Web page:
Dealers receiving payments for what GM calls its Essential Brand Elements program also must adopt each brand's Web site look, agree to staff training and give GM their sales and service customer lists so the company can coordinate marketing mailings.
If dealers do everything that GM requires, "there's some fairly significant cash rewards that are intended to help offset the cost of the facility," says Kurt McNeil, Chevrolet's general sales manager.
Ed Peper, general sales manager of Cadillac, says GM will pay participating dealers based on their annual vehicle shipments. To determine the total amount, the company will use a seasonally adjusted formula that takes into account the price of the vehicles sold.
McNeil says the cash, which would come over five to 10 years, could "conceivably" cover the recommended changes. Of course, if a dealer decides the recommended construction provides a good opportunity to replace the roof or air-conditioning unit, those extra costs are the dealer's responsibility.
GMAC Financial Services also has said it wants to help finance construction, McNeil says.
GM and the San Francisco architectural firm Gensler will assess each dealership's needs.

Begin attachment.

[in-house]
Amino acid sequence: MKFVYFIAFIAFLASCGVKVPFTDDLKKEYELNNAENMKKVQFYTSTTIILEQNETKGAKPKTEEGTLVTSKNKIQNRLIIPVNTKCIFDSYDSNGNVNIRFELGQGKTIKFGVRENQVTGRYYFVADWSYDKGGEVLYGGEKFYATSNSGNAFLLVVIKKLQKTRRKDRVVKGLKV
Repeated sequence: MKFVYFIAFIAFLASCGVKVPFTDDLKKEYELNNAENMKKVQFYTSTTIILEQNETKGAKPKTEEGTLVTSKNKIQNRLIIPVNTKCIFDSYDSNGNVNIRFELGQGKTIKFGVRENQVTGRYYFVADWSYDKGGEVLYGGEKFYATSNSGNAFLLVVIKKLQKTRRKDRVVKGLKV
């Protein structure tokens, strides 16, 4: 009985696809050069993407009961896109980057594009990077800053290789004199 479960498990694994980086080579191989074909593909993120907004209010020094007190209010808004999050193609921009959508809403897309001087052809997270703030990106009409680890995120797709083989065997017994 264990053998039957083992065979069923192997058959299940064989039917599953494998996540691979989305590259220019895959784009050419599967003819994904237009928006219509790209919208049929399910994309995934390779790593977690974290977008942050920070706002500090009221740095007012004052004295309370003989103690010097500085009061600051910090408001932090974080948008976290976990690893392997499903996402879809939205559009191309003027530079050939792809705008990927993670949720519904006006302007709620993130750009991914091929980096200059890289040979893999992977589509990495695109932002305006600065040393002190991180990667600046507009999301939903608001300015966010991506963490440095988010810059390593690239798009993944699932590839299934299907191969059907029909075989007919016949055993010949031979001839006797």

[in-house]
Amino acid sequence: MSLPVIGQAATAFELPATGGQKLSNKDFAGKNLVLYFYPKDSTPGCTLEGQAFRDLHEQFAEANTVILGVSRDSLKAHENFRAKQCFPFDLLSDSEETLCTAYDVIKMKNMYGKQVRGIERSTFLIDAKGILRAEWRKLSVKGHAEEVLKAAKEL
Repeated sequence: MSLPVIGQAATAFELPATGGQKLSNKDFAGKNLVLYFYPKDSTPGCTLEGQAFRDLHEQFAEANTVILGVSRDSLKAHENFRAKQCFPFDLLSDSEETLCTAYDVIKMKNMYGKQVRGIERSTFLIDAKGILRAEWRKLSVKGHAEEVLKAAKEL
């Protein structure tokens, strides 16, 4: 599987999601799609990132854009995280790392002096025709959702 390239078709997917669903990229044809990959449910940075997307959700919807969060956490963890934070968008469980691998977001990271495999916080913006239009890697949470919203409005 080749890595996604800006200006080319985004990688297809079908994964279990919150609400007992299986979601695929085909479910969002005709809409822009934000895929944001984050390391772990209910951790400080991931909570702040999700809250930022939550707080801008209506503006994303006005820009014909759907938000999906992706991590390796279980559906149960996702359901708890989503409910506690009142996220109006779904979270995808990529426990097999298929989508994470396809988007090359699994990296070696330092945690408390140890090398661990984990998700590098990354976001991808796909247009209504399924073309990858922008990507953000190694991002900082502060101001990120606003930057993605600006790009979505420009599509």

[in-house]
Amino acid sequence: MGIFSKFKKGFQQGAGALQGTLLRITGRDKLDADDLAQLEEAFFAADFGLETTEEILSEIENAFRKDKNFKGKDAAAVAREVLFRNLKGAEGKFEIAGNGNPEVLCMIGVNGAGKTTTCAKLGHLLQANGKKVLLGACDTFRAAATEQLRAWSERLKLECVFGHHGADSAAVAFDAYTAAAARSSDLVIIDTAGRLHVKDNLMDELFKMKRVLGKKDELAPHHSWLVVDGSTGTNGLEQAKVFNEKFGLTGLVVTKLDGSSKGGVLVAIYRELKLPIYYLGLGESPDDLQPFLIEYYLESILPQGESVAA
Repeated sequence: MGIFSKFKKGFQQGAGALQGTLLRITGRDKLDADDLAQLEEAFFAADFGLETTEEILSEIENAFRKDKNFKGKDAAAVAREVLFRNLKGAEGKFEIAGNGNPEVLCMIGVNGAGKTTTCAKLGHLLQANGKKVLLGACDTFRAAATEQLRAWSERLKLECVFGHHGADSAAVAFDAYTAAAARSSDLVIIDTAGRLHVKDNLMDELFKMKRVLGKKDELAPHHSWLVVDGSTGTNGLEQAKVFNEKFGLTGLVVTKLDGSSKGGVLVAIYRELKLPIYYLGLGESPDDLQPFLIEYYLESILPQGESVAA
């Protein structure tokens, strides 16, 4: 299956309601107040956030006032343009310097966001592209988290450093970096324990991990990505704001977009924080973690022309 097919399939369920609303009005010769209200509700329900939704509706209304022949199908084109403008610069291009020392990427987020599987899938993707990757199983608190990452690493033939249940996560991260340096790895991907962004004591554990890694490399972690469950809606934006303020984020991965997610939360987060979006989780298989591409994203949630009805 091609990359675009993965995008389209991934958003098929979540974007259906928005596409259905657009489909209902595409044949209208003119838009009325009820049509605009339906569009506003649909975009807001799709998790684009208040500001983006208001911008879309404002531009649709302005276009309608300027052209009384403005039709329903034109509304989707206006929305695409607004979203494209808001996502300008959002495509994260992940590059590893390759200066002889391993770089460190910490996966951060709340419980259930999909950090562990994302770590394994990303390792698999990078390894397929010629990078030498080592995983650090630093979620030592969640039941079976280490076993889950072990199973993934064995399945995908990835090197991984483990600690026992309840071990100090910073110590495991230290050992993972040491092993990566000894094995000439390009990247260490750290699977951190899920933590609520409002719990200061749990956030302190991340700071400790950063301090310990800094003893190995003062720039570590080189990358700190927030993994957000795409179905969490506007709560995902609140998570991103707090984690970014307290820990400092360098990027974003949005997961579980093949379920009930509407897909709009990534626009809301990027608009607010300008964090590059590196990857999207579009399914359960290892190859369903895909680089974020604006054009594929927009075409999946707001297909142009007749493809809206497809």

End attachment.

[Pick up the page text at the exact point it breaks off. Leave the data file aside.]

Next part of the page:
Dealers will be asked to give competitive brands distinct space separate from GM brands by October. And GM will ask some dealers with a particularly high-selling GM brand to move that brand to its own building. If they comply, they'll get the cash. If not, they won't.
The automaker's quest for GM-specific showrooms is occasionally thwarted by independent-minded dealers, McNeil says. Sometimes, he says, "we show up and they've got a different franchise in the showroom."
About 100 of the 3,100 ongoing Chevrolet dealers currently include competitors' brands in their showrooms, McNeil says. Buick-GMC and Cadillac did not provide numbers.
Peper says Cadillac will have a long talk, at least, with any dealers who don't remove competitors' brands from their showrooms. GM hasn't decided what to do about dealers who don't comply.